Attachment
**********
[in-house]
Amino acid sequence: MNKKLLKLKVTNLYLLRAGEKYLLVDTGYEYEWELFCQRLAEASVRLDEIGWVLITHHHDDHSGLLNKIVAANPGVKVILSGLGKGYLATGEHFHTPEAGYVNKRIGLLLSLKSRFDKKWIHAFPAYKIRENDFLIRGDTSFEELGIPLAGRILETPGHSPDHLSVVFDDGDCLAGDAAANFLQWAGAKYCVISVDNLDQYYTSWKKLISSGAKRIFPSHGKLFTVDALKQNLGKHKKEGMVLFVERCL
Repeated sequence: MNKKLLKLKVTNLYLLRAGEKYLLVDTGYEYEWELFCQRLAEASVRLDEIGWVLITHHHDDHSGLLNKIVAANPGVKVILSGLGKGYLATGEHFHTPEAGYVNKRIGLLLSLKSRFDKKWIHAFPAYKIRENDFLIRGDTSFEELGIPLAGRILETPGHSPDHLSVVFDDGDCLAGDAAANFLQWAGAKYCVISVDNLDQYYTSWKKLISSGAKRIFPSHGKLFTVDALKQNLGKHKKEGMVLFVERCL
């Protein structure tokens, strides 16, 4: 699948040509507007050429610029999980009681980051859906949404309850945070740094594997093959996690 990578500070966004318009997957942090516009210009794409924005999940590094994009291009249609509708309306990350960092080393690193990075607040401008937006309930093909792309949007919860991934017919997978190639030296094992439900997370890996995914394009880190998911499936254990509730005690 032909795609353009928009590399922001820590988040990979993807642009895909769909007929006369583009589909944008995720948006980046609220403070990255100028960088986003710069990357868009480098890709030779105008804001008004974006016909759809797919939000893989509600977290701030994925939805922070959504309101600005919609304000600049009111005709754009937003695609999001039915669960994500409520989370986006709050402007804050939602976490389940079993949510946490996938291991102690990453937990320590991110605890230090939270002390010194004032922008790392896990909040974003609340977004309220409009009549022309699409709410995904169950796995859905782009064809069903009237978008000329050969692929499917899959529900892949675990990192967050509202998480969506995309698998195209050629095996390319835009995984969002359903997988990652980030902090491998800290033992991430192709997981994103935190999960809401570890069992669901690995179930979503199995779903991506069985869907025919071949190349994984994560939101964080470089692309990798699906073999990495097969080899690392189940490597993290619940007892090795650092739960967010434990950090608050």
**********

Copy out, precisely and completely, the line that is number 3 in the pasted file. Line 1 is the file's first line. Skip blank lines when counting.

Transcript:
Repeated sequence: MNKKLLKLKVTNLYLLRAGEKYLLVDTGYEYEWELFCQRLAEASVRLDEIGWVLITHHHDDHSGLLNKIVAANPGVKVILSGLGKGYLATGEHFHTPEAGYVNKRIGLLLSLKSRFDKKWIHAFPAYKIRENDFLIRGDTSFEELGIPLAGRILETPGHSPDHLSVVFDDGDCLAGDAAANFLQWAGAKYCVISVDNLDQYYTSWKKLISSGAKRIFPSHGKLFTVDALKQNLGKHKKEGMVLFVERCL